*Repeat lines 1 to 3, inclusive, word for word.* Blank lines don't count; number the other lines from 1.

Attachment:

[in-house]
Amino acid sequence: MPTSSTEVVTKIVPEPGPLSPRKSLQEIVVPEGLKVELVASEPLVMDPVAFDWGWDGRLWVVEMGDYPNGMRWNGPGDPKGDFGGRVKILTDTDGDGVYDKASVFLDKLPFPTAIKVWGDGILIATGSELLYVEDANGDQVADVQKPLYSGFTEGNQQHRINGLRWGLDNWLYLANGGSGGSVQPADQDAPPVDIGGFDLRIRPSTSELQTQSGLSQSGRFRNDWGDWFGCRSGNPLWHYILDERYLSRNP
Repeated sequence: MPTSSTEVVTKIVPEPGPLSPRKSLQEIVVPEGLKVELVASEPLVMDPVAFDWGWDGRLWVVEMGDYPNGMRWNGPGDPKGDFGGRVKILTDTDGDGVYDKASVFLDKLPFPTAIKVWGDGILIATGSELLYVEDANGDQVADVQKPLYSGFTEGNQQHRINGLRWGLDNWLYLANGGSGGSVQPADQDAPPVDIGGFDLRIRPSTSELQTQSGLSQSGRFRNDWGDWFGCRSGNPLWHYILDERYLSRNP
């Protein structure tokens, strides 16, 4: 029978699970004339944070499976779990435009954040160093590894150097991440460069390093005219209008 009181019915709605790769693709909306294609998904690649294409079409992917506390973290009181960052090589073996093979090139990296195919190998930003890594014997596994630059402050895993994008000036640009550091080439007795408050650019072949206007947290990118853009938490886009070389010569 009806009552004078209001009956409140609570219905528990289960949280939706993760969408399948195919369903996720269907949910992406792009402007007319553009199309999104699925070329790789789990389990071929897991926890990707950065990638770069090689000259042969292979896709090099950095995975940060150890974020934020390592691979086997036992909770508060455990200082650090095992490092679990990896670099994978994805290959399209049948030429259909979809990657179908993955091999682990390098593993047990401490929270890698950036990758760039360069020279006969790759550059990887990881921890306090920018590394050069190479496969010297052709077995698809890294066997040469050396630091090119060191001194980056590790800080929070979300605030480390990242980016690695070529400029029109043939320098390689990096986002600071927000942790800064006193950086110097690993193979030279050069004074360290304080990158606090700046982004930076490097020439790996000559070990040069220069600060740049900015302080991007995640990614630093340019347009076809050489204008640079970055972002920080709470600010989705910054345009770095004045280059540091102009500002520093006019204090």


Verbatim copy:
[in-house]
Amino acid sequence: MPTSSTEVVTKIVPEPGPLSPRKSLQEIVVPEGLKVELVASEPLVMDPVAFDWGWDGRLWVVEMGDYPNGMRWNGPGDPKGDFGGRVKILTDTDGDGVYDKASVFLDKLPFPTAIKVWGDGILIATGSELLYVEDANGDQVADVQKPLYSGFTEGNQQHRINGLRWGLDNWLYLANGGSGGSVQPADQDAPPVDIGGFDLRIRPSTSELQTQSGLSQSGRFRNDWGDWFGCRSGNPLWHYILDERYLSRNP
Repeated sequence: MPTSSTEVVTKIVPEPGPLSPRKSLQEIVVPEGLKVELVASEPLVMDPVAFDWGWDGRLWVVEMGDYPNGMRWNGPGDPKGDFGGRVKILTDTDGDGVYDKASVFLDKLPFPTAIKVWGDGILIATGSELLYVEDANGDQVADVQKPLYSGFTEGNQQHRINGLRWGLDNWLYLANGGSGGSVQPADQDAPPVDIGGFDLRIRPSTSELQTQSGLSQSGRFRNDWGDWFGCRSGNPLWHYILDERYLSRNP